What to Know
- A federal judge entered a final order Tuesday on his ruling last year that a nonprofit's proposal to open the nation's first supervised injection site for opioid users in Philadelphia does not violate federal law.
- Philadelphia councilman Mark Squilla told NBC10 they plan to open the site at Broad and McKean streets in South Philadelphia.
- U.S. Attorney McSwain filed a motion last year to stop Safehouse from opening a site, arguing that supervised injections sites violate federal drug laws and would only further plunge Philadelphia into an opioid crisis.
EDITOR"S NOTE: Operators of the nonprofit Safehouse spoke Wednesday about their plans, defending South Philadelphia as the first location. That story is FOUND HERE.
A federal judge in Philadelphia issued a final ruling Tuesday that paves the way for a nonprofit group to open the nation's first supervised injection site to combat the city's opioid epidemic.
United States District Court Judge Gerald A. McHugh entered a final order Tuesday on his ruling last year that the nonprofit Safehouse's proposal to open an injection site in Philadelphia does not violate federal law.
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Philadelphia councilman Mark Squilla told NBC10 the site will open inside the Constitution Health Plaza at the corner of Broad and McKean streets in South Philadelphia.
"We are really frustrated," Squilla said. "We are angry. We are aggravated. We feel the administration needs to step up."
Squilla said the site will be near a school.
"This site is actually in council member Johnson's district," he said. "So it's right across the street from my district. Both of us were unaware they were going to be opening this up very shortly. That's without any input from the community about how it's going to operate. What's going to happen."
Before the ruling, Ronda Goldfein, who is on the board of Safehouse, said they planned to open despite an expected appeal from the Department of Justice.
"We plan to open once we have authority to do so," she said. "Unless a court rules otherwise, parties are permitted to move forward despite an appeal pending."
Safehouse had considered more than two dozen locations around Philadelphia. The group said the goal was to open more sites throughout the city where people can use heroin, methamphetamine and other illegal drugs under medical supervision, with staffers able to intervene in case of an overdose.
"Neighborhoods most greatly impacted by overdose are our top priority," Goldfein said. "And as a privately supported nonprofit, funding will always be a challenge."
Longtime South Philly resident and community leader Jody Della Barba told NBC10 she was blindsided after hearing the site would open in her neighborhood.
"I don't think that the mayor thought this out and what it's going to do to South Philadelphia," Barba said. "And then maybe he did. Maybe he doesn't care."
Safehouse had been in negotiations to open the site in Kensington, a neighborhood known as the center of Philadelphia's opioid crisis. Councilwoman Maria Quinones told NBC10 Kensington is off the table for now though she also said that could change.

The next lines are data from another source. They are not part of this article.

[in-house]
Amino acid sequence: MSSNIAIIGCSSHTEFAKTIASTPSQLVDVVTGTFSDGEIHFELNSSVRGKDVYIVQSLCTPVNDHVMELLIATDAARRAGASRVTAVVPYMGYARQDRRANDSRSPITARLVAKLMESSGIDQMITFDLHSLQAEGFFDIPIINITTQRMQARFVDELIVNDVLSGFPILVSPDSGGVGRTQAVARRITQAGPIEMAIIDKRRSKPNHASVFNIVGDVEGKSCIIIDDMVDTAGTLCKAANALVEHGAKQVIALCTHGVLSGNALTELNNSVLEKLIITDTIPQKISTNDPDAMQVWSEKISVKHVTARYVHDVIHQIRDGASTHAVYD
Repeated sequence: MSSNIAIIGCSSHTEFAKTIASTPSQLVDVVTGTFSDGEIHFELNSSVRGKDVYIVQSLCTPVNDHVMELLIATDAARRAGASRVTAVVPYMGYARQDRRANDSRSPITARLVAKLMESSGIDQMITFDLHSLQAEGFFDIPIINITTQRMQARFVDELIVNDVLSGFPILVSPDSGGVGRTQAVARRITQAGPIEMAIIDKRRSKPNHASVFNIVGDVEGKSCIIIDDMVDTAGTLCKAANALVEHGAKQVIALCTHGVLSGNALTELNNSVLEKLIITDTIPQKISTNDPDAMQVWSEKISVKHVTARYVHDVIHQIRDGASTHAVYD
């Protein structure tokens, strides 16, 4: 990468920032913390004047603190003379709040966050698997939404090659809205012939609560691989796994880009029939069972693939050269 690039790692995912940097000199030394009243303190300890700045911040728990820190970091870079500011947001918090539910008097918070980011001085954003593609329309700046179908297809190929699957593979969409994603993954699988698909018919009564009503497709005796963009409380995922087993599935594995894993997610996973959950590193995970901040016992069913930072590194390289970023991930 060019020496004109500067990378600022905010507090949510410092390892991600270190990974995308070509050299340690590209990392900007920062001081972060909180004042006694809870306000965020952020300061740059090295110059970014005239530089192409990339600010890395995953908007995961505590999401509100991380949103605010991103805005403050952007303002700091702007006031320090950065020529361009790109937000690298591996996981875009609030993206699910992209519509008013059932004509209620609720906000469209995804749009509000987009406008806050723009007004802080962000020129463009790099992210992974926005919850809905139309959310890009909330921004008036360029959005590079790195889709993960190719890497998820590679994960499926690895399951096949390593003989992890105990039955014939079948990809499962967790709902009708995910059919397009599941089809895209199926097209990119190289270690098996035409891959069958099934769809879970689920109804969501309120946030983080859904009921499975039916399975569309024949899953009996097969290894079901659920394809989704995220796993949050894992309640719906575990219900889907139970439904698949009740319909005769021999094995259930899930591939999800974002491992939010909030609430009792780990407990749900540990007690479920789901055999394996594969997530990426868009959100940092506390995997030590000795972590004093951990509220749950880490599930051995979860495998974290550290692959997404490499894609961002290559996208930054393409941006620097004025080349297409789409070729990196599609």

U.S. Attorney William McSwain filed a motion last year to stop Safehouse from opening a site, arguing that supervised injections sites violate federal drug laws and would only further plunge Philadelphia into an opioid crisis.
Of particular focus in the argument was statute 856, also known as the "crack house" statute, which makes it illegal to "knowingly open, lease, rent, use, or maintain any place … for the purpose of unlawfully manufacturing, storing, distributing, or using a controlled substance."
The Department of Justice said Tuesday they planned on appealing the ruling.
"We respectfully disagree with the District Court’s ruling and plan to appeal immediately," McSwain said in a statement. "What Safehouse proposes is a radical experiment that would invite thousands of people onto its property for the purpose of injecting illegal drugs. In our view, this would plainly violate the law and we look forward to presenting our case to the U.S. Court of Appeals for the Third Circuit."
A timeline has not yet been set for the appeal.
Safehouse argues that allowing illegal drug use on its property will help prevent overdoses. Philadelphia Mayor Jim Kenney, Philadelphia District Attorney Larry Krasner and former Pennsylvania Gov. Ed Rendell, who sits on Safehouse's board, all support the proposed site.
"We applaud the Court's affirmation of its earlier ruling that Safehouse doesn't violate the federal statute," Kenney said in a statement.
The issue has divided public officials in Philadelphia and around the nation, although similar sites are in use in Canada and Europe. Supervised injection sites are also being considered in other U.S. cities including Seattle, New York, San Francisco and Somerville, Massachusetts.
Philadelphia has the highest opioid death rate of any large U.S. city, with more than 1,000 deaths per year.